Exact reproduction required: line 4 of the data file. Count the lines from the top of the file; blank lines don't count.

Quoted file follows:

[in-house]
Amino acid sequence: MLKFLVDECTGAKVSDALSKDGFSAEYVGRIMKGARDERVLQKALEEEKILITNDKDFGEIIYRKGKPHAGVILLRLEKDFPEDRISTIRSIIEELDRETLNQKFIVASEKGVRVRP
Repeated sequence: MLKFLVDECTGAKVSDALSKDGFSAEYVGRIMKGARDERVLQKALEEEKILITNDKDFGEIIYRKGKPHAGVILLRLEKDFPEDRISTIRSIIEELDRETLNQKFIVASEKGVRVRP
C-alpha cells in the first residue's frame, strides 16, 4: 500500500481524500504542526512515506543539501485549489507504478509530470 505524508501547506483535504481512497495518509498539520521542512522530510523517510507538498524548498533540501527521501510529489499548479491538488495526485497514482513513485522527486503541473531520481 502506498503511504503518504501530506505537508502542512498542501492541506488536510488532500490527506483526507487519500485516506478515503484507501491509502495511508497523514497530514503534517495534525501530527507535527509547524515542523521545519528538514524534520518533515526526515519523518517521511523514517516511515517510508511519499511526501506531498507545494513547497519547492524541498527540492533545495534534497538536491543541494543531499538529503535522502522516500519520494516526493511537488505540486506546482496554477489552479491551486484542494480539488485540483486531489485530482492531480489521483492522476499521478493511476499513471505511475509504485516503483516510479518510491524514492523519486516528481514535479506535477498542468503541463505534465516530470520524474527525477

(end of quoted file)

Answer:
C-alpha cells in the first residue's frame, strides 16, 4: 500500500481524500504542526512515506543539501485549489507504478509530470 505524508501547506483535504481512497495518509498539520521542512522530510523517510507538498524548498533540501527521501510529489499548479491538488495526485497514482513513485522527486503541473531520481 502506498503511504503518504501530506505537508502542512498542501492541506488536510488532500490527506483526507487519500485516506478515503484507501491509502495511508497523514497530514503534517495534525501530527507535527509547524515542523521545519528538514524534520518533515526526515519523518517521511523514517516511515517510508511519499511526501506531498507545494513547497519547492524541498527540492533545495534534497538536491543541494543531499538529503535522502522516500519520494516526493511537488505540486506546482496554477489552479491551486484542494480539488485540483486531489485530482492531480489521483492522476499521478493511476499513471505511475509504485516503483516510479518510491524514492523519486516528481514535479506535477498542468503541463505534465516530470520524474527525477